28 Nov 2019
President Trump on Wednesday signed tough legislation that authorizes sanctions on Chinese and Hong Kong officials responsible for human rights abuses in Hong Kong, signaling support for pro-democracy activists and escalating tensions with Beijing as Mr. Trump tries to negotiate a trade deal with Chinese leaders.
China’s Foreign Ministry was furious, saying the bill “seriously interfered with Hong Kong affairs, seriously interfered with China’s internal affairs, and seriously violated international law and basic norms of international relations.” The ministry warned the United States against acting arbitrarily and said that any consequences would “be borne by the United States.”
Whether Mr. Trump would sign the legislation had been a subject of debate. He refused to commit to doing so as late as last Friday, saying that he supported the protesters but that President Xi Jinping of China was “a friend of mine.” But Mr. Trump was left with few options: The bill had passed both the House and the Senate by veto-proof majorities.
Mr. Trump’s decision, publicly announced the evening before Thanksgiving and after markets had closed, throws a potential wrench into the United States’ bilateral trade talks with China. Both countries have tried to keep the Hong Kong issue separate from their negotiations, which have been moving slowly.
Mr. Trump said his decision was not a sign of disrespect toward Mr. Xi, even though China’s government had demanded that the president reject the measure. Mr. Trump had previously skirted around the battles between pro-democracy demonstrators and police officers enforcing China’s authoritarian stance in Hong Kong.
“I signed these bills out of respect for President Xi, China and the people of Hong Kong,” Mr. Trump said in a statement on Wednesday. “They are being enacted in the hope that leaders and representatives of China and Hong Kong will be able to amicably settle their differences leading to long-term peace and prosperity for all.”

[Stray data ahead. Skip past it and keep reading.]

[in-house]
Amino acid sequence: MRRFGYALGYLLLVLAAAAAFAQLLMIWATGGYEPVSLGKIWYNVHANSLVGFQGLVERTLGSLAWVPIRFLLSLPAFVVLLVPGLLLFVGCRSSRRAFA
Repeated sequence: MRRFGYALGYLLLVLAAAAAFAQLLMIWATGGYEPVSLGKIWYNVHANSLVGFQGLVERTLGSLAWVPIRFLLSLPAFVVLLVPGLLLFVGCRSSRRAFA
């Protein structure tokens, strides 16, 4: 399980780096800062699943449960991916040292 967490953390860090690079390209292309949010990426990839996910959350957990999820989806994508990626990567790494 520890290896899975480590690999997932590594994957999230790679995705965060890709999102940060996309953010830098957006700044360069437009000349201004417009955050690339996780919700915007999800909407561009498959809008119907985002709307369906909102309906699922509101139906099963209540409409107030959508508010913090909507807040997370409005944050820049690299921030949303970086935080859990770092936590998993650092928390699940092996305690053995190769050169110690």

The second bill that Mr. Trump signed bans the sale of crowd-control munitions like tear gas and rubber bullets to the Hong Kong police.
The pro-Beijing government in Hong Kong expressed its strong displeasure, calling the two measures “unnecessary and unwarranted, and would harm the relations and common interests between Hong Kong and the U.S.”
The Hong Kong government vigorously argued that the bills were not necessary, especially after the territory was able to hold peaceful local elections last Sunday in which antigovernment candidates won 87 percent of the seats. The vote showed that “democracy is alive and well,” said Ronny Tong, a member of the cabinet of Carrie Lam, Hong Kong’s embattled chief executive.
The main measure, titled the Hong Kong Human Rights and Democracy Act, would compel the United States to impose sanctions on officials. It would also require the State Department to annually review the special autonomous status it grants the territory in trade considerations. That status is separate from the relationship with mainland China, and revoking it would mean less favorable trade conditions between the United States and Hong Kong.
By Emily Cochrane, Edward Wong and Keith Bradsher, The New York Times, 27 November 2019
Read more at The New York Times
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